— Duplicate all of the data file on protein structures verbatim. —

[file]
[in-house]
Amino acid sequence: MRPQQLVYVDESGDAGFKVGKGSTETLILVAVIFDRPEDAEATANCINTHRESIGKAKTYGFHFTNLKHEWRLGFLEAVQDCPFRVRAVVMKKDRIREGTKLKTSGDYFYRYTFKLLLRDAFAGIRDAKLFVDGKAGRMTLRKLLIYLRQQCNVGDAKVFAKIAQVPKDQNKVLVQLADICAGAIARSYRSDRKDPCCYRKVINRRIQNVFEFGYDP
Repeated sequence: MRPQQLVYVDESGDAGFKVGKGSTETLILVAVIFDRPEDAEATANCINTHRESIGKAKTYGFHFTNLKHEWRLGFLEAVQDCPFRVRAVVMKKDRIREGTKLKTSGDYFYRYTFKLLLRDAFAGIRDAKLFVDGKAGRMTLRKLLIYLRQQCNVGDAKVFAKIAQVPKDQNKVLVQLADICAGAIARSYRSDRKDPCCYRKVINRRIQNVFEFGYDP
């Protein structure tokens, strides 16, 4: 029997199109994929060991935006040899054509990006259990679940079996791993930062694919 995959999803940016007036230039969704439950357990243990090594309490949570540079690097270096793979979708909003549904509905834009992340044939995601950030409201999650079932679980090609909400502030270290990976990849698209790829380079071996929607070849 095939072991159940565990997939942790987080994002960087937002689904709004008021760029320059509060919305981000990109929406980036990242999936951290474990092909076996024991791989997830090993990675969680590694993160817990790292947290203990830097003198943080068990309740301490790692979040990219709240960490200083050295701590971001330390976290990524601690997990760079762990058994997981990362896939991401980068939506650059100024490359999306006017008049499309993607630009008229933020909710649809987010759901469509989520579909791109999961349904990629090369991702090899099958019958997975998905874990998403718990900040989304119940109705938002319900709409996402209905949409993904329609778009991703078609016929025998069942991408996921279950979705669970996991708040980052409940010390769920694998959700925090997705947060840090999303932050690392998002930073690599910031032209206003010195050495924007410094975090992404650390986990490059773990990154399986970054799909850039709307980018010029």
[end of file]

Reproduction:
[in-house]
Amino acid sequence: MRPQQLVYVDESGDAGFKVGKGSTETLILVAVIFDRPEDAEATANCINTHRESIGKAKTYGFHFTNLKHEWRLGFLEAVQDCPFRVRAVVMKKDRIREGTKLKTSGDYFYRYTFKLLLRDAFAGIRDAKLFVDGKAGRMTLRKLLIYLRQQCNVGDAKVFAKIAQVPKDQNKVLVQLADICAGAIARSYRSDRKDPCCYRKVINRRIQNVFEFGYDP
Repeated sequence: MRPQQLVYVDESGDAGFKVGKGSTETLILVAVIFDRPEDAEATANCINTHRESIGKAKTYGFHFTNLKHEWRLGFLEAVQDCPFRVRAVVMKKDRIREGTKLKTSGDYFYRYTFKLLLRDAFAGIRDAKLFVDGKAGRMTLRKLLIYLRQQCNVGDAKVFAKIAQVPKDQNKVLVQLADICAGAIARSYRSDRKDPCCYRKVINRRIQNVFEFGYDP
């Protein structure tokens, strides 16, 4: 029997199109994929060991935006040899054509990006259990679940079996791993930062694919 995959999803940016007036230039969704439950357990243990090594309490949570540079690097270096793979979708909003549904509905834009992340044939995601950030409201999650079932679980090609909400502030270290990976990849698209790829380079071996929607070849 095939072991159940565990997939942790987080994002960087937002689904709004008021760029320059509060919305981000990109929406980036990242999936951290474990092909076996024991791989997830090993990675969680590694993160817990790292947290203990830097003198943080068990309740301490790692979040990219709240960490200083050295701590971001330390976290990524601690997990760079762990058994997981990362896939991401980068939506650059100024490359999306006017008049499309993607630009008229933020909710649809987010759901469509989520579909791109999961349904990629090369991702090899099958019958997975998905874990998403718990900040989304119940109705938002319900709409996402209905949409993904329609778009991703078609016929025998069942991408996921279950979705669970996991708040980052409940010390769920694998959700925090997705947060840090999303932050690392998002930073690599910031032209206003010195050495924007410094975090992404650390986990490059773990990154399986970054799909850039709307980018010029």